I was once told that the most efficient and reliable man-made tool was the bicycle chain. I rediscovered this great invention 6 years ago when I started grad school and needed to save money on gas, parking, time, etc. I say rediscovered because like most children I learned to ride a bike during my elementary school years and then gave it up once I turned 16 and was able to drive. Sure I took a "cheap big box" mountain bike occasionally out for a ride, but never for transportation and typically ending in some kind of mechanical or rider error that landed the bike in the garage or closet until my ambition was great enough to fix it for another ride.
My rebirth into cycling wasn't a glorious moment in my life either, but was definitely life altering. When starting grad school I again bought a "cheap big box" mountain bike (even though I was in Gainesville Florida=no mountains), and at the time I thought I was doing fine on my 2 mile commuter ride to school. I only questioned my abilities when I would be passed by a road bike like I was sitting parked and I was pedaling my hardest. Even though I didn't realize it until much later, the 3 years that I spent making my commuter trips taught me a great deal about cycling and fueled my desire for bicycle advocacy.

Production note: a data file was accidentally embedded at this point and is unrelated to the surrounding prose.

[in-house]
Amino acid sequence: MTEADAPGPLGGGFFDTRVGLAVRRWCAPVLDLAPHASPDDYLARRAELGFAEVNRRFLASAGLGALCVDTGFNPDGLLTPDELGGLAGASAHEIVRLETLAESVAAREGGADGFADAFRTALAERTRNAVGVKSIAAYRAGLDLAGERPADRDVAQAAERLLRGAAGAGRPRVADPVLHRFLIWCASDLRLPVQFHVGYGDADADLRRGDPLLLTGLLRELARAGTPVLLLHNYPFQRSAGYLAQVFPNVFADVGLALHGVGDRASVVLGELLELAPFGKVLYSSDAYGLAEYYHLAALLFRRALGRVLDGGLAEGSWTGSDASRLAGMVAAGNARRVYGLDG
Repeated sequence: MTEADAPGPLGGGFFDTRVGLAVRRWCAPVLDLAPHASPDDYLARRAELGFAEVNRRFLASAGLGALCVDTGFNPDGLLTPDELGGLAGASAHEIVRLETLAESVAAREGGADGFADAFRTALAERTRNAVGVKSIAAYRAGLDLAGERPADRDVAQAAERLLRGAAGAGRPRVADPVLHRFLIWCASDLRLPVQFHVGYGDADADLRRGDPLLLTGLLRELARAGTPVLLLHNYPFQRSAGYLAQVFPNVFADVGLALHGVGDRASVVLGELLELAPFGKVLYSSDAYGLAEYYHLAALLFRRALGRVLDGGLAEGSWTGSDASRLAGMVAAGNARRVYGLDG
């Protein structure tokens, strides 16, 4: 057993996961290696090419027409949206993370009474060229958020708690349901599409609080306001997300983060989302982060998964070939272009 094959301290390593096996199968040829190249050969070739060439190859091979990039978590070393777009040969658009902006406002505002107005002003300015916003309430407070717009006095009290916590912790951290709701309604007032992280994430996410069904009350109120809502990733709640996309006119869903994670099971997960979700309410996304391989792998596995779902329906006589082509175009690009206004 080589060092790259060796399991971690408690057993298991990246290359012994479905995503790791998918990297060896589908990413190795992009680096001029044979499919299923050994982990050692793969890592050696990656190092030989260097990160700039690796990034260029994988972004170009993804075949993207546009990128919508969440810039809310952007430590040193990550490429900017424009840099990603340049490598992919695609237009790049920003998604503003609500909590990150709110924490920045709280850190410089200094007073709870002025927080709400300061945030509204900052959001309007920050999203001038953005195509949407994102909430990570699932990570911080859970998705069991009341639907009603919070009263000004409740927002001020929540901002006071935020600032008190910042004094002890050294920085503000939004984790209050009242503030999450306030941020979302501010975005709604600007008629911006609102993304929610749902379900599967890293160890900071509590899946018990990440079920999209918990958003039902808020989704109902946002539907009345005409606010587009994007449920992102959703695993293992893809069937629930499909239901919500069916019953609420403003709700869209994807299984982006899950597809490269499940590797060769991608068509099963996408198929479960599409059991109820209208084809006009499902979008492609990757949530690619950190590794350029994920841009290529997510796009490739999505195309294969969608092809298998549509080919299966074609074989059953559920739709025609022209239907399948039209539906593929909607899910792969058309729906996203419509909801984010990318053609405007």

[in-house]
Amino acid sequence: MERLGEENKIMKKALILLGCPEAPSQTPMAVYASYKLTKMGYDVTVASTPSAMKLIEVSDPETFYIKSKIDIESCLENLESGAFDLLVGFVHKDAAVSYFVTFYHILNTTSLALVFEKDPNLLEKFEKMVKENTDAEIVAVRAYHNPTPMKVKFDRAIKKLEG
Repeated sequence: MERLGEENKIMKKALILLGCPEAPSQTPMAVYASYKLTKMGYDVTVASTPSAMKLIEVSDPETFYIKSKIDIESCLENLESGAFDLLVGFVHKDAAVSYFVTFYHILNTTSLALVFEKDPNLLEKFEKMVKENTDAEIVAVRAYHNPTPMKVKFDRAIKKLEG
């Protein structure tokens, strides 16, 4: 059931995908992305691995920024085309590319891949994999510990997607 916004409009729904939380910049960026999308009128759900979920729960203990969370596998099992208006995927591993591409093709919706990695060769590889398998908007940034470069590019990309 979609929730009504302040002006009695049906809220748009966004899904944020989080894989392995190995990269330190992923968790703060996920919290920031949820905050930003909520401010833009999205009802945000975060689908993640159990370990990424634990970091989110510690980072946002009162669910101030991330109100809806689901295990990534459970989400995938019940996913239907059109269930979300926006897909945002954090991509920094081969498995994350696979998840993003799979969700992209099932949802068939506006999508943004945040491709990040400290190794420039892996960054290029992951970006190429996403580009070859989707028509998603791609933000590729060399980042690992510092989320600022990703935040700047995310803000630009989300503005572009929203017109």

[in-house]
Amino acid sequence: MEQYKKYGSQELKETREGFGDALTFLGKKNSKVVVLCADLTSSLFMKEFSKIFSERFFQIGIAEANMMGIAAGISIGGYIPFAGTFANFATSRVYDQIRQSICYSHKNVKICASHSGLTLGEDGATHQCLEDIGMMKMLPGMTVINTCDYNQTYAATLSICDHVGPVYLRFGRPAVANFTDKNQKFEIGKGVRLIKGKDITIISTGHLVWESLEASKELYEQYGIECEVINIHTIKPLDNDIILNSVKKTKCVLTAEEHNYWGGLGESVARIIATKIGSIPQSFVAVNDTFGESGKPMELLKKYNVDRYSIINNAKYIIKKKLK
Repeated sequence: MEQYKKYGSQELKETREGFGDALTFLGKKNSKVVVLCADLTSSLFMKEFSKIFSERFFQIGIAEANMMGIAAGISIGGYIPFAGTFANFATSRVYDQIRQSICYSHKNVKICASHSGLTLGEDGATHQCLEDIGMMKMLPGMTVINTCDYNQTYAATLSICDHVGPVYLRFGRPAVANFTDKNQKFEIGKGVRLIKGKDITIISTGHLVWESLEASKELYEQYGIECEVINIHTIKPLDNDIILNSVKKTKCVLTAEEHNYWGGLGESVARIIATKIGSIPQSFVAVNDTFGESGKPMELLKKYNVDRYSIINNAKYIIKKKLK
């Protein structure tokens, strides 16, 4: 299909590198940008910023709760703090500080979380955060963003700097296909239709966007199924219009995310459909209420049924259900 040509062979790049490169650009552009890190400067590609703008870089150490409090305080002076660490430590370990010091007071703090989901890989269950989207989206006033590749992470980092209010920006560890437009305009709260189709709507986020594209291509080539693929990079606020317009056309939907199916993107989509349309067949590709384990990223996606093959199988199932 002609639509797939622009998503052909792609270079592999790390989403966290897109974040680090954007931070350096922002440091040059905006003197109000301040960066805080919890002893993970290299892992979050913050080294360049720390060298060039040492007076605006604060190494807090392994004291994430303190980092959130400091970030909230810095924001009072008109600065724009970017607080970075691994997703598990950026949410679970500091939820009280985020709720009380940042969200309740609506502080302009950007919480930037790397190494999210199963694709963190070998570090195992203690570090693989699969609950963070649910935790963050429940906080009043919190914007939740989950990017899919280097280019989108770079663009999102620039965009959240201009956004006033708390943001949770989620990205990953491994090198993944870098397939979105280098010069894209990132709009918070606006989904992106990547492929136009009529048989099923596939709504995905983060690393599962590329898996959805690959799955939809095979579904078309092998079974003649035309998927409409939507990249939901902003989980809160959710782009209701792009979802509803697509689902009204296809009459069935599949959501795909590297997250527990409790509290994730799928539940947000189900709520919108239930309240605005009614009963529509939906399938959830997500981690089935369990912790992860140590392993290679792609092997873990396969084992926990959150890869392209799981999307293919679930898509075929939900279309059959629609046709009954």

My full conversion into a cycling addict began when I gave myself a graduation present and upgraded my "beater" of a mountain bike, with a new Trek road bike. I was fortunate enough to get hired at a company in the downtown Orlando core, an apartment 2 miles from there, and was able to start commuting in style. I immediately noticed that my speed went from 12-15mph to 20+ and that the efficiency of the machine was incredible. This new rate of speed enticed my wife to give me a helmet that Christmas (I forgot to mention that I hadn't been wearing one for the previous 3.5 years, stupid and fortunate). Little did either of us know that in March of the next year I would collide with a truck at about 20mph, crush my helmet, lose my 2 front teeth, but still be alive.
After this baptismal experience into the conflict between motorized vehicles and bicycles, my journey into the cycling world was ready to begin. I sold my truck, got a new helmet and teeth, and made it my personal goal to bike everywhere within reason. Professionally (as a landscape architect), I also see opportunities for communities to better integrate pedestrians, cyclists and motorists.
I hope to share with you some of my experiences as an urban bike commuter, advocate for bike friendlier communities, and create a forum for sharing ideas.
Ride hard, ride safe, ride on!